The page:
Auction of joystick from Israeli jet that bombed Iraqi reactor fires up dispute

Pilots who flew 1981 Osirak bombing raid divided on sale of part from F-16 being offered by anonymous owner; one says its ‘sad,’ but mission commander doesn’t object

The view of the Iraqi nuclear reactor as seen on the screen of one of the attacking F-16s. (Photo credit: IDF/AF via Tsahi Ben-Ami/Flash90)
The view of the Iraqi nuclear reactor as seen on the screen of one of the attacking F-16s. (Photo credit: IDF/AF via Tsahi Ben-Ami/Flash90)

The control stick from an Israeli warplane that took part in the famous mission to bomb an Iraqi nuclear reactor in 1981 is to go up for auction.

The stick from an F-16 plane, which includes the red weapons release button, will be sold at the end of the week with an asking price of $50,000.

Pilots who flew the Operation Opera mission are divided on whether or not the side-control stick should be sold off, the Ynet website reported Wednesday.

Col. (Res) Zeev Raz, the squadron commander at the time who led the mission that blew up Saddam Hussein’s reactor at Osirak , said he had no feelings one way or the other.

“I don’t object to the sale of the stick and am also not in favor,” he told Ynet. “If anyone wants to sell it, that’s totally fine.”

Raz said he also has a control stick from the mission.

“I will not sell it because for me it is an emotional keepsake, it is priceless,” he said.

However, Brig. Gen. (Res) Amir Nachumi, who was also a pilot on the mission, said he “totally disapproves.”

“It is very sad that someone is selling an object like that,” he said. “There are many people who have access to items like that or use that ability to make money — that is something that really saddens me.”

Nachumi speculated that the seller pulled some strings at the time in order to get possession of the part.

Screen capture from video of an F-16 side-control stick. (YouTube)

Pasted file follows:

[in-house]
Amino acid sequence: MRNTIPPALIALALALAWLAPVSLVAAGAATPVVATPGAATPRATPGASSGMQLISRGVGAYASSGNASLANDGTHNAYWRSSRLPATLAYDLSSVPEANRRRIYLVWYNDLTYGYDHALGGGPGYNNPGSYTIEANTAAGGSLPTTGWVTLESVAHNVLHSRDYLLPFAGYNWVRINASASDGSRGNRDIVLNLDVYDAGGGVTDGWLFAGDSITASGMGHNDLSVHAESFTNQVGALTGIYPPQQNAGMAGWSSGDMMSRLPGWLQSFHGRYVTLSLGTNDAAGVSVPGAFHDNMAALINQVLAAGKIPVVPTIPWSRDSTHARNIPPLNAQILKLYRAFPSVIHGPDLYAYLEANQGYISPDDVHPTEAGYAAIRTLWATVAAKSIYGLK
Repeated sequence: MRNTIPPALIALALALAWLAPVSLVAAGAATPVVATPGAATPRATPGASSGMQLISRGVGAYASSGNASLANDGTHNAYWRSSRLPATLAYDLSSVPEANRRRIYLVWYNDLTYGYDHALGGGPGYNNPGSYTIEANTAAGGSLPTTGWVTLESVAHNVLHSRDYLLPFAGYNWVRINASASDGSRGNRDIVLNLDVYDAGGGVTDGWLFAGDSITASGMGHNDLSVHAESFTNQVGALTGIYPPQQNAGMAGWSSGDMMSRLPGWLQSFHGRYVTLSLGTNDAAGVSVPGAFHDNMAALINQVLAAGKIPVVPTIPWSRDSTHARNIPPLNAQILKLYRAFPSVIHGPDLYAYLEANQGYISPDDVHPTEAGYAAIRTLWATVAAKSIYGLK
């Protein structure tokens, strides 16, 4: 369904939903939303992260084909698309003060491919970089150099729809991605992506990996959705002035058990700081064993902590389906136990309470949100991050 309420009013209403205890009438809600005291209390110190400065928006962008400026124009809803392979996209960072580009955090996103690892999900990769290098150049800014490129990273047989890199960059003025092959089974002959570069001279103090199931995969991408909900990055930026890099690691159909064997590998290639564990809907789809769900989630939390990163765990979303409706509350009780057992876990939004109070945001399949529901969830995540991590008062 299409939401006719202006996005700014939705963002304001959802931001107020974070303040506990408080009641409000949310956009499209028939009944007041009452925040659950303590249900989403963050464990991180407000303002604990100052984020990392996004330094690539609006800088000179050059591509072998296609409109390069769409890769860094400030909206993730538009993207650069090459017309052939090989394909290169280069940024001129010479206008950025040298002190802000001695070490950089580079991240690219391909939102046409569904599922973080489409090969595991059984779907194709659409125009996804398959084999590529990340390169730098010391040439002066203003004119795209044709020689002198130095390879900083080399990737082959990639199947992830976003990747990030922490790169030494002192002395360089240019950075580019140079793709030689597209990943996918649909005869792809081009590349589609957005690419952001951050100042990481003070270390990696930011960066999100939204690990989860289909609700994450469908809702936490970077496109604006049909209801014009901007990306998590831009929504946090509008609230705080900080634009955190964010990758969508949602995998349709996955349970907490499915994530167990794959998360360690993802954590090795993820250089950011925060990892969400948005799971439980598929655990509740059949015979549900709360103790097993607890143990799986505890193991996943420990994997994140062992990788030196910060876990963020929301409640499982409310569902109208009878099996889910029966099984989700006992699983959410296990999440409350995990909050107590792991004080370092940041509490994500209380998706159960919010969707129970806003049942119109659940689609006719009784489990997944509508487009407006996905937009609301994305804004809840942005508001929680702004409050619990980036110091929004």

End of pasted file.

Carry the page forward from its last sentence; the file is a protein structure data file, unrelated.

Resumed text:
The stick up for auction is currently owned by a former senior member of the Israel Air Force’s 117th Squadron that carried out the mission to destroy the reactor.

A total of eight F-16 jets carried out the bombing runs on the reactor in the June 7, 1981 raid.

According to the report, the side-control stick comes from plane number 129 that was flown by Col. (Res) Hagai Katz.

The seller, who has asked to remain anonymous, told Ynet he came into possession of the stick “through squadron personnel, and I would rather say no more because it’s a sensitive subject.”

He justified the asking price by claiming that earlier this year a part of a jet with the symbol of an Israeli squadron on it that went down in the 1950s was sold in Europe for $60,000.

The sale is being run by Pentagon Auctions together with Garage Sale Collection.

Eyal Ilya, of Pentagon Auctions, said he expects the stick to go for much more than the asking price and that he has already received an offer of $100,000, which was declined.

The joystick, which appears worn, has two sets of numbers etched into it. One is a date, 5.6.81, the day before the bombing of the reactor. The other, partially faded, is 12.81, which is believed to indicate the date that the stick was taken out of service.

Plane 129 was sold at the beginning of this year to a United States company that supplies training services to the US Air Force, according to the Ynet report.

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